In the French capital, undocumented teenagers are getting legal, social and psychological help at a day center run by the medical charity MSF. The center, open since December, is also a safe space where they can get a break from their loneliness and life on the streets.
A young man is asleep on a couch, curled under a red blanket. Next to him, another teenager didn’t even bother to take off his coat or backpack before lying down on a coffee table and closing his eyes.
The two exhausted boys are resting at the day center run by the charity Médecins Sans Frontières (MSF), in the Paris suburb of Pantin. Each day, staff here open their doors to about fifty unaccompanied minors.
The teens often arrive at the center exhausted by life on the streets. Most of these kids are boys who have not been officially recognized by French officials as juveniles. In France, if a judge recognizes a migrant as underage, then he is put in the care of a government body called Childhood Social Aid (Aide sociale à l'enfance, or ASE) and given access to resources and housing. But until that happens, the teen is left to fend for himself.
During daytime hours, the boys can rest in the daylight-flooded center. However, when it closes shop at 5pm, they face another night outdoors.
At the center, they can seek legal assistance in appealing the judge’s decision on their age. They can also meet with a psychologist, a nurse and a social worker. These services are in high demand, however, and the teens usually need an appointment to meet with staff. The center also has limited capacity and can only accept around fifty people a day.
A moment of respite
Samaté, who is nearing his 17th birthday, was dropped off at the center by Utopia 56, an association that helps unaccompanied minors. The boy, originally from Mali, is carrying his only possessions -- a black backpack filled with a few pieces of clothing and a document in a plastic sleeve.
Caroline Douay, the MSF coordinator for Paris and its surrounding regions, takes a look at the document.
"The judge for juveniles who heard his case didn’t think that he had provided sufficient proof that he was a minor. He refused to rule in his favor,” she says.
The baby-faced teen will be able to stay in the center for a few hours.
In the common room, a group of teens sit together, drinking coffee. Most are 16 or 17 and spend their nights sleeping rough. Occasionally, they might manage to spend a night or two in a hotel. Sometimes they are hosted by a family, if Utopia 56 manages to find them a homestay.
"Many of these young people feel like trash"
"All of them talk about a ‘before’ and ‘after’ the judge’s refusal to recognize them as minors," says Mélanie Kerloc’h, the psychologist at the MSF center. "When they file a claim to be recognized as juveniles, they give it their all, they speak intimately about their past. When they aren’t recognized as minors, they feel as if they were lied to."
In her office, the psychologist meets with teenagers who are deeply distressed and traumatized by their experiences.
"Living on the street is overstimulating and exhausting,” she says. “These boys have no protection. Many of them feel like a piece of trash that has been thrown away. They fear that they won’t be able to get out of this situation.”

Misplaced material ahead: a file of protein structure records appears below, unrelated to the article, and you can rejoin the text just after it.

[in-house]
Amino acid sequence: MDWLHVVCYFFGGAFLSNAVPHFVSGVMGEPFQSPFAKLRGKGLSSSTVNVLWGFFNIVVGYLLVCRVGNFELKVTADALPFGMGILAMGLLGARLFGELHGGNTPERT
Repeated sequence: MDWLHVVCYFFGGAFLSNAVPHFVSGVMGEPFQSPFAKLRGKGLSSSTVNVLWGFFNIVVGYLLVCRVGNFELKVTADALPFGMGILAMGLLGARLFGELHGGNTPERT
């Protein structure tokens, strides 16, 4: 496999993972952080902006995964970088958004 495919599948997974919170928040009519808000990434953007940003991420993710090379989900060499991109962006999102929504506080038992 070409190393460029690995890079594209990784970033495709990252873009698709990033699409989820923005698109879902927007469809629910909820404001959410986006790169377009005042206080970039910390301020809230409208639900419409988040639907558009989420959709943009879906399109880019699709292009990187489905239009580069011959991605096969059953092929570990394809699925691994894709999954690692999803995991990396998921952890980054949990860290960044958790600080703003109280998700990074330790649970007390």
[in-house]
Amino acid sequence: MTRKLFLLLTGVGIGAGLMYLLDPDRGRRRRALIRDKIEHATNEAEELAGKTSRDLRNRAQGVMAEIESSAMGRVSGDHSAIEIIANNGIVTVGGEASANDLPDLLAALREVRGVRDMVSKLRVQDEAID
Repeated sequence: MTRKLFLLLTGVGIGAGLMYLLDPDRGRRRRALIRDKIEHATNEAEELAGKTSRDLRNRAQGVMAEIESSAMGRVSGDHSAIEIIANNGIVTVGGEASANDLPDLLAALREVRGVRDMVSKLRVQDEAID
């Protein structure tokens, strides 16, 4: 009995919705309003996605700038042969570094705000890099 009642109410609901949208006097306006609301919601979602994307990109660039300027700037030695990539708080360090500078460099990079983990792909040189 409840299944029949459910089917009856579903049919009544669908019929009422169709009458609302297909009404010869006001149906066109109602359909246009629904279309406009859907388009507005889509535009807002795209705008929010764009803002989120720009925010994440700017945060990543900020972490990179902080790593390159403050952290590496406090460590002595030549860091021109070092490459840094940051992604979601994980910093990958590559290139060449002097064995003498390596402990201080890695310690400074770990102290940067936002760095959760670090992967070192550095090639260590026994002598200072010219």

"These teens tend to believe that their suffering can’t be healed and that they are condemned to live with it,” Kerloc’h says. “My job is to help them put their pain into words.”
Ibrahim comes to see the psychologist frequently. This 16-year-old from Equatorial Guinea, who wears a black anorak and an orange hat, has been sleeping rough for more than a month. He never thought he’d be in this situation.
"When you are living in Africa, you think that France is a paradise,” he says.
The young man is still waiting for a judge to decide if he is a minor or not. There is a chance that a happy ending could be right around the corner. A relative in Guinea was able to send him a copy of his birth certificate. Still, he remains worried.
“I’m stressed because I’ve seen friends who had all of their papers but, even so, the judge didn’t consider it enough proof to recognize them as minors,” says Ibrahim. “They are still sleeping rough with us.”
Dreaming of school
All of the teens at the MSF day center left home with big dreams. After traveling so far from their home countries, they are angry and upset to find themselves tangled up in an administrative impasse.
Samaté and Ibrahim dream of returning to school. The young Malian wants to be baker, like his father. On the long journey to Europe, Ibrahim decided that he wanted to be a nurse.
“When I saw people suffering, I wished so much that I could help them,” he said.
For the time being, he is trying to help by dissuading his friends from making the same journey he did. They are still in Guinea but dreaming of life in France.
“I don’t know how to explain to them that the situation isn’t anything like they imagine,” he said. "I’ve even made videos of my life here, of living in the streets, but they don’t believe me. I crossed the Mediterranean to go to Spain and I’ll never do it again in my life, no matter what is going on in my country.”The day center for undocumented youth is located at 101 avenue Jean Lolive, 93500 Pantin. Metro: Eglise de Pantin / Hoche (line 5). Opening hours: 9am – 5pm Monday, Tuesday, Thursday and Friday.